For The Sake Of The Children: 5 Steps To A Healthier Divorce


For The Sake Of The Children: 5 Steps To A Healthier Divorce
It isn't the divorce that "screws up" children — it's the way the divorce is handled.

Alicia Keys and her husband were seen recently on vacation with his ex-wife. They all came together on a joint family vacation for their son. Is this really so surprising? Why do those in our society insist on making divorce such a combative process and so emotionally difficult? By letting go of the negativity and working through the anger and hurt that is inherent in dissolving a relationship, divorced couples can be happy.

Transitioning in a healthier way helps the children adapt. It's also not as rare as you may think. As I write this, I have a close friend vacationing in California with her husband, son, ex-husband and his wife. Two years ago we all vacationed together. It was a lot of fun for all of us to have so many adults while touring Disney. There were also three dads available to hold all three of the kids on their shoulders during one of the parades.

Having a good relationship with your ex takes a lot of work, and sometimes even the help of a blended-family therapist. If you got along so well, you probably would not be divorced. The issues that cause a couple to divorce don't go away when the divorce occurs. In fact, many couples still remain emotionally "married" to the other person for years.

A healthy divorce means that one or both partners can interact with each other and aren't dramatically pulled into a negative interaction pattern. They can manage their frustration, anger or jealousy and choose to set it aside and move forward.

Here are 5 simple steps to start the process:

1. Create A Vision
How would you would like to see the relationship look with your ex? Do you want to vacation together or would you simply like to be able to exchange pleasantries at pick up and drop off without incident?

2. Create A Pause
Identify what your typical emotional reactions are and where you can make changes. Calm yourself before interacting with your ex and plan your interactions prior to having them.

3. Think Positively
Things can change, but it may take time or effort. Maintaining a positive outlook will help retrain your brain to see things differently.

4. Don't Give Up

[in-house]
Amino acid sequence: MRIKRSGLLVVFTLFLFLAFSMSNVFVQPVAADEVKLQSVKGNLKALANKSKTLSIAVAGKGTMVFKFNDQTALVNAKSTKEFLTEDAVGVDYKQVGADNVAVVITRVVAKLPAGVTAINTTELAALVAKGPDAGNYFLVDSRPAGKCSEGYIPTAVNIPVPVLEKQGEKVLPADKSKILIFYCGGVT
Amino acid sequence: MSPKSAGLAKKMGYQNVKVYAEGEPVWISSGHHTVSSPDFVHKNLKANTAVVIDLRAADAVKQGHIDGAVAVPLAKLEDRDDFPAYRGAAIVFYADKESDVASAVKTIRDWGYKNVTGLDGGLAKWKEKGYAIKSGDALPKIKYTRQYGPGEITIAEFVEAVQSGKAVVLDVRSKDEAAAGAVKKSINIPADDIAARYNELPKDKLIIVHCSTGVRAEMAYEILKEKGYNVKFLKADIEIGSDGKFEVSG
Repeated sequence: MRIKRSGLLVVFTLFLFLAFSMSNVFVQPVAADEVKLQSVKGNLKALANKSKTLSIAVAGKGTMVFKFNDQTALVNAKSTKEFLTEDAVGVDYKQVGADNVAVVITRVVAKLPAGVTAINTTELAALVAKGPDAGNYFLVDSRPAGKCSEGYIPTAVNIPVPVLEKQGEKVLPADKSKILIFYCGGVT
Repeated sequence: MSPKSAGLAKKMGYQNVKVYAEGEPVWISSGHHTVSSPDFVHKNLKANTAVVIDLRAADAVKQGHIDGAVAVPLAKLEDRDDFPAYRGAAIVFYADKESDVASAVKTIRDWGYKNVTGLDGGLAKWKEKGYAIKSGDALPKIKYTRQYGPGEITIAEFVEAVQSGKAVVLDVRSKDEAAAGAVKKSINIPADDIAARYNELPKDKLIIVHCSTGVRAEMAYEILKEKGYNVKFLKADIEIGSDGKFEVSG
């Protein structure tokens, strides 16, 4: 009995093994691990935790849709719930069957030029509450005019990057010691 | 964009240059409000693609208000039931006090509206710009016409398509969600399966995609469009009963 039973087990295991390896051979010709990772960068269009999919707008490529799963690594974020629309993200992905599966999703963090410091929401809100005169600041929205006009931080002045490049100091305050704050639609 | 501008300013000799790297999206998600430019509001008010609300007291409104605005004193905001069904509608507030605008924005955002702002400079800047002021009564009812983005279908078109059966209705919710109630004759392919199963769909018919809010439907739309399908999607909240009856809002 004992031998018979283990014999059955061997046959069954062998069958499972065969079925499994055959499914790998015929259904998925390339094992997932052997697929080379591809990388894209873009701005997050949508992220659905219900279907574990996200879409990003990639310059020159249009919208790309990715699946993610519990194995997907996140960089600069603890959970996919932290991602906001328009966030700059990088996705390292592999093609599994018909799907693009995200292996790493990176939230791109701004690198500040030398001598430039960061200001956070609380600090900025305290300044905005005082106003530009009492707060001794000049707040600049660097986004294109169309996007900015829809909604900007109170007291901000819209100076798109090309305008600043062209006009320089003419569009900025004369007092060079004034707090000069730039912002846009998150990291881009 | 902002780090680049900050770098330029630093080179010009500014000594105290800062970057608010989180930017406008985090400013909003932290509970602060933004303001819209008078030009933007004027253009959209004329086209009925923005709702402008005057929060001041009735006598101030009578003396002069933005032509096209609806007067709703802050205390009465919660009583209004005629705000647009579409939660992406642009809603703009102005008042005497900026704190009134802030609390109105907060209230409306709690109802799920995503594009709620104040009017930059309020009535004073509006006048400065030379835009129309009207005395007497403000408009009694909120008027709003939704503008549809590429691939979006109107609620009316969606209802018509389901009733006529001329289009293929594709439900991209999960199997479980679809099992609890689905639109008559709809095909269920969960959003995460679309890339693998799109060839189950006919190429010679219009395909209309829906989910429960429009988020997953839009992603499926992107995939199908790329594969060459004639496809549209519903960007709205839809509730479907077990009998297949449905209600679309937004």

It may take time and energy, but things can change for the better. Keep in mind what your goals are and constantly work to create a pause before reacting. 

5. Keep The End Goal In Mind
This isn't for you. This is for your children. It isn't the divorce that "screws up" children — it's the way the divorce is handled. You can choose to make it as peaceful a transition as possible, no matter where you are at in the process.

For more help with this process, seek out the help of a Divorce or Blended-Family Coach. Things can be different, and you don't have to do it alone.

More juicy stories from YourTango:

Article contributed by
Advanced Member

Teresa Petersen Mendoza

Marriage and Family Therapist

Teresa Petersen Mendoza, MS, LMFT

Licensed Marriage and Family Therapist, Family SOS, Inc

Location: Geneva, IL
Credentials: LMFT, MS
Other Articles/News by Teresa Petersen Mendoza:

A Former Nanny's Open Letter To Her Children


This is a love letter to all my kids*. I learned so much from being able to "practice" with you. Thank you to your parents for hiring me all those years ago and thank you to each of you for allowing me to develop my personal and professional skills in an unforgettably real way. I started my life as a full-time nanny at the age of 19. It continued ... Read more

A Criticism-Free Home: Bringing Happiness Back


This morning on Good Morning America, I saw a segment about a mother who stopped criticizing her children and focused on positive reinforcement. Some people may think, "Duh!" But step back and think about the way you parent. I believe this idea really is groundbreaking for some, because criticism is so common in all relationships. After more than ... Read more

We're Not Dysfunctional, We're Family!


When working with my nuclear families as well as my blended-family and divorced clients with binuclear families, I sometimes find myself saying, "You're not dysfunctional. Of course you don't get along, you're a family!" In this age of instant gratification, we seem to be under the impression that we should maintain a constant state of ... Read more

See More

Latest Expert Videos
Most Popular